Eyes on the Street: Electric Chargers on the G (Orange) Line
Yesterday the Metro G (Orange) Line returned to its usual North Hollywood station pick-up and drop-spots, as construction of electric bus chargers has been more-or-less completed. The construction closure was originally announced to last from July 28 through late October 2019, but was extended through last weekend – January 26, 2020. Construction impacts on G Line riders has been minimal as the bus rapid transit line shifted to nearby streets for a very short distance.
By the end of this fiscal year – late June 2020 – Metro plans to operate the G Line with fully electric buses.
The G Line will be Metro’s first electric bus line, serving as a proving ground for the agency’s transition to full bus fleet electrification by 2030.
Metro will run all-electric 60-foot articulated New Flyer buses on the G Line. The Metro board approved purchase of 65 New Flyer electric buses in 2017. New Flyer states that these buses have a range of 230 miles. In July 2019, Metro took delivery of its initial electric New Flyer bus. Per this Metro presentation, the battery-electric buses will be charged at two chargers at the Chatsworth bus yard, plus eight chargers along the 18-mile G Line route: four at the North Hollywood station, two at the Chatsworth Station terminus, and two at the Canoga Station. G Line bus operations will include a 7-10 minute layover each hour – for in-route charging, which adds ~40 miles of additional range per charge.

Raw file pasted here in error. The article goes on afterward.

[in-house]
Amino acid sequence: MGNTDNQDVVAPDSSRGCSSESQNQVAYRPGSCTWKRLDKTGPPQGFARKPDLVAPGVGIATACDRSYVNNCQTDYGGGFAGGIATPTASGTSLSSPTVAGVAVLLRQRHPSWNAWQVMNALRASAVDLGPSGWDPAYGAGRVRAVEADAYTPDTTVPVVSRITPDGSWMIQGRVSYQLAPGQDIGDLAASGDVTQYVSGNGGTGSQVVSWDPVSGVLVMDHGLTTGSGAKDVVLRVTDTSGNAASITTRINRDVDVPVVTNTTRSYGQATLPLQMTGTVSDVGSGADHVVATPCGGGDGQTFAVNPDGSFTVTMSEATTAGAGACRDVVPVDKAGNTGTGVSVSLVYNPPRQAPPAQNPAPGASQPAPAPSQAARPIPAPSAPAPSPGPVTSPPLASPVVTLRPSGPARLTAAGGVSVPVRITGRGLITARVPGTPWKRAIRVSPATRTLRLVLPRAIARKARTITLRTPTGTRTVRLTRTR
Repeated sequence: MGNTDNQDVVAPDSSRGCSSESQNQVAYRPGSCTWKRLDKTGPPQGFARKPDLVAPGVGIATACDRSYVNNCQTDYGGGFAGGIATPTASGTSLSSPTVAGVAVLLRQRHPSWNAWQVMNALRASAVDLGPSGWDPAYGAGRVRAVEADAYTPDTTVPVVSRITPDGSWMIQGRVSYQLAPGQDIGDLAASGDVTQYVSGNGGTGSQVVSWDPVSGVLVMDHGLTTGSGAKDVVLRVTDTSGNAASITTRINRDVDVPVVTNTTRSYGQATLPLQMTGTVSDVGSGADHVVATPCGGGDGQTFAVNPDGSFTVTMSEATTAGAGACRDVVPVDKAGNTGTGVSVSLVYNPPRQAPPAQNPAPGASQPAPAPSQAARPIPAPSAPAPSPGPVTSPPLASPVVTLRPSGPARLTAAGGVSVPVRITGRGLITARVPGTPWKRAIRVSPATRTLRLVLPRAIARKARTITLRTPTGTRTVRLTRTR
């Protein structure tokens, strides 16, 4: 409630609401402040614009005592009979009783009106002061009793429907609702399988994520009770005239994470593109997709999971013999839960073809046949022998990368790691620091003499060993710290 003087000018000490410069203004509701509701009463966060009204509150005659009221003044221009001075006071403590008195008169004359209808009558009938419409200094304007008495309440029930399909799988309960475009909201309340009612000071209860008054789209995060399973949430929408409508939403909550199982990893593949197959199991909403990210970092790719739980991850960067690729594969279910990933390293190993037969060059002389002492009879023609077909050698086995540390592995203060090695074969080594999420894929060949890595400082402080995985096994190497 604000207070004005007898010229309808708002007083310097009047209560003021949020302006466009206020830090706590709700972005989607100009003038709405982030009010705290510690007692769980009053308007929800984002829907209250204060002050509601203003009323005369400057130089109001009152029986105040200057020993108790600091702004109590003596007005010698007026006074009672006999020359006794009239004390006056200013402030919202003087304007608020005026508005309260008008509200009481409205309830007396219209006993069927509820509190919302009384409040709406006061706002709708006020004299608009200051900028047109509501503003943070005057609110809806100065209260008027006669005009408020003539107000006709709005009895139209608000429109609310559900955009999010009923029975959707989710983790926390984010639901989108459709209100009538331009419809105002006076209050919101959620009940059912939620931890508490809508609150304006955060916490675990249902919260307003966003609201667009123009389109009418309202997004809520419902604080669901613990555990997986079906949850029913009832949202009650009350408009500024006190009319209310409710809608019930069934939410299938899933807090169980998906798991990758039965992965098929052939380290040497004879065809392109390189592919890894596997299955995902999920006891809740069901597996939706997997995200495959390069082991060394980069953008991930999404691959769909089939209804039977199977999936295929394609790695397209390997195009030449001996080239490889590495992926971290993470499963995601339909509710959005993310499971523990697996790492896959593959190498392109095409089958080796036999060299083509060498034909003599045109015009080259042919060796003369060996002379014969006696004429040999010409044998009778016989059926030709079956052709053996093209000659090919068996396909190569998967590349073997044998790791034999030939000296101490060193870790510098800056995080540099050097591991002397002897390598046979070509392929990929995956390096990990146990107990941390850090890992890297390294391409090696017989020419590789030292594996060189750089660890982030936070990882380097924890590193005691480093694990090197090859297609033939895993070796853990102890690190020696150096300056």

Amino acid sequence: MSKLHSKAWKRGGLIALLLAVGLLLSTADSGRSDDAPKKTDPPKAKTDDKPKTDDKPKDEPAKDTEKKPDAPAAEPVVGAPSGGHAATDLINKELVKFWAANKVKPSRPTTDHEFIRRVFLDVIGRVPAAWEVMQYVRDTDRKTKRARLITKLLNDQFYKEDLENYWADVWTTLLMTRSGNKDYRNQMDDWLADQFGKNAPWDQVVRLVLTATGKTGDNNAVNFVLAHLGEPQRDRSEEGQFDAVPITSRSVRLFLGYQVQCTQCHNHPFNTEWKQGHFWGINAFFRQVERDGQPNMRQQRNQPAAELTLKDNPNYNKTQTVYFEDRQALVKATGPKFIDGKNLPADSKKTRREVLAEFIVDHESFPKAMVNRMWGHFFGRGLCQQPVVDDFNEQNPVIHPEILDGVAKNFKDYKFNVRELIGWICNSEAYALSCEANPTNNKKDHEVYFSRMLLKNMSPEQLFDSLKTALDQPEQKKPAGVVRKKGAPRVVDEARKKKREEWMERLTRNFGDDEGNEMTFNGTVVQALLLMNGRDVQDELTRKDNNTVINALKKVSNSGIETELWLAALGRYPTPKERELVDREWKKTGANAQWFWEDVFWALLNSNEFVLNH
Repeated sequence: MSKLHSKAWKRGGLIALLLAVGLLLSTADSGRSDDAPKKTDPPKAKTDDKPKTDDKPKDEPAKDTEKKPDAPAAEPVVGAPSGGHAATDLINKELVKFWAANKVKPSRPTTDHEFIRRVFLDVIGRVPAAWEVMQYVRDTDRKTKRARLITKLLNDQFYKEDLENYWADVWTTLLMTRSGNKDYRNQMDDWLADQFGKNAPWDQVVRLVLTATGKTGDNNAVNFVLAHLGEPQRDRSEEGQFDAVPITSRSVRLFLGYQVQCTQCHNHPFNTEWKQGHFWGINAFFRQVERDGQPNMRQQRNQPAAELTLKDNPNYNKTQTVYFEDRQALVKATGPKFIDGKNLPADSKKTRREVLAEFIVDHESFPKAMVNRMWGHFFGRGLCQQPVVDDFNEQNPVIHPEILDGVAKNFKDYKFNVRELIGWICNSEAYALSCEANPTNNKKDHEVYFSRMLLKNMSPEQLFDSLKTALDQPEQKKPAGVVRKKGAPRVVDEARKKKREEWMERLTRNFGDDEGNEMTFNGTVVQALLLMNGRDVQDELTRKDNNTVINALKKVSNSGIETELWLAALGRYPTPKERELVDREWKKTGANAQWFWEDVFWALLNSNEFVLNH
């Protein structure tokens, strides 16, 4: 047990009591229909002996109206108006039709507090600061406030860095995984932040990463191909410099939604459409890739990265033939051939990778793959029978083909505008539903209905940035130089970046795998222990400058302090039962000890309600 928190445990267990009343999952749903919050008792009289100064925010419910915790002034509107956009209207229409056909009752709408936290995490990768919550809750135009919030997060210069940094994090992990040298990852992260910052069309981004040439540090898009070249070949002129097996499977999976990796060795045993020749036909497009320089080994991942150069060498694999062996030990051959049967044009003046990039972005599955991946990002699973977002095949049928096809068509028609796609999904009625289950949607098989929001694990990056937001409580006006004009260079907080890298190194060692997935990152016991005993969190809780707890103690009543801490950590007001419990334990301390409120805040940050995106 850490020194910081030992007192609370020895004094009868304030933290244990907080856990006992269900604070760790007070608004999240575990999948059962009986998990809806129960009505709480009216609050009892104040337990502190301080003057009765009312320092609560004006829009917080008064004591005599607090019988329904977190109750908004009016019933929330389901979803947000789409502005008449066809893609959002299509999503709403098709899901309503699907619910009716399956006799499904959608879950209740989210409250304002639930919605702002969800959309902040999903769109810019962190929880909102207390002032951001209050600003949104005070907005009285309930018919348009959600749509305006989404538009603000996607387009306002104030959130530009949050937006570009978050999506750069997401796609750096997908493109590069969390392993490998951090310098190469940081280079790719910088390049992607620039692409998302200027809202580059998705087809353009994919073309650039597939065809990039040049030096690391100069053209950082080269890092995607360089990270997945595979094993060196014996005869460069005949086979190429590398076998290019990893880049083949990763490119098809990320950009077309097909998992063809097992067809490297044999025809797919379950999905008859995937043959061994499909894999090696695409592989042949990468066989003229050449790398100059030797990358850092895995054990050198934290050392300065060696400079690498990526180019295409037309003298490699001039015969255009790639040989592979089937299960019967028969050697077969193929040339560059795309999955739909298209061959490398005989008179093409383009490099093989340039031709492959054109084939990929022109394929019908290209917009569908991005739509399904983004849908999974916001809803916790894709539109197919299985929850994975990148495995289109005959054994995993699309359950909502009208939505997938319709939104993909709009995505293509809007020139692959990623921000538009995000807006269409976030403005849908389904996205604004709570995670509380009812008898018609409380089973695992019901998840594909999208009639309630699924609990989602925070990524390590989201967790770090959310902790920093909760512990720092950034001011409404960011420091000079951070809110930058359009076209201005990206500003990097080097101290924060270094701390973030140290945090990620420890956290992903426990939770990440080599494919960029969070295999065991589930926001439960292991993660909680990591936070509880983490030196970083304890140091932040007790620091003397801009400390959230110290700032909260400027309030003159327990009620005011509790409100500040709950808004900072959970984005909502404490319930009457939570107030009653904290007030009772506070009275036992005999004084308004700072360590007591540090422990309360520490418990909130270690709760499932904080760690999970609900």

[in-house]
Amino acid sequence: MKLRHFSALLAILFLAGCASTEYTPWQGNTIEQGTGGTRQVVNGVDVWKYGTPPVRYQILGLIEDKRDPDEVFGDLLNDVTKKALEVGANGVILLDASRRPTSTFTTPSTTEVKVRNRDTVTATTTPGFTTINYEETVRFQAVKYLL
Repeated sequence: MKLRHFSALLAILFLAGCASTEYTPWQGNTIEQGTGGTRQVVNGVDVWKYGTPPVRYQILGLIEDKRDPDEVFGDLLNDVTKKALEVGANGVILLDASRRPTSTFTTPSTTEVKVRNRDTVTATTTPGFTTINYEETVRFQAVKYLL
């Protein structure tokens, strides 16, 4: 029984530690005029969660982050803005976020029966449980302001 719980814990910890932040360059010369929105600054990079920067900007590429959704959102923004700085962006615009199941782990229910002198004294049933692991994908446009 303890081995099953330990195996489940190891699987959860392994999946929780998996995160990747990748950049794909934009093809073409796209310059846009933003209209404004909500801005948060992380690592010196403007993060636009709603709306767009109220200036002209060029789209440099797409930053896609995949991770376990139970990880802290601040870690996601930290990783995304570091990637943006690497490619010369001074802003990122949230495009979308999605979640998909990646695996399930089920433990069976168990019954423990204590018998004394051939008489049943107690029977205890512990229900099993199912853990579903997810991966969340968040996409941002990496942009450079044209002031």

Per Metro’s post at The Source, charger construction continues at Canoga Station, and will soon begin at Chatsworth Station.
Metro will also be electrifying its J (Silver) Line BRT in fiscal year 2020-21, utilizing 40-foot BYD battery-electric buses.
Metro estimates anticipate that full bus electrification will cost more than a billion dollars: $0.7-1.0 billion for charging infrastructure, plus another $400 million for the buses. Earlier this month, Metro applied for state Transit and Intercity Rail Capital Program (TIRCP) funding for zero-emission buses and the charging infrastructure to support them. As of late 2019, Metro planned to request $104 million in TIRCP funding for a $210 million electrification initiative. The electrification project would include purchasing 220 battery-electric buses that would operate out of Metro divisions in El Monte and Gardena.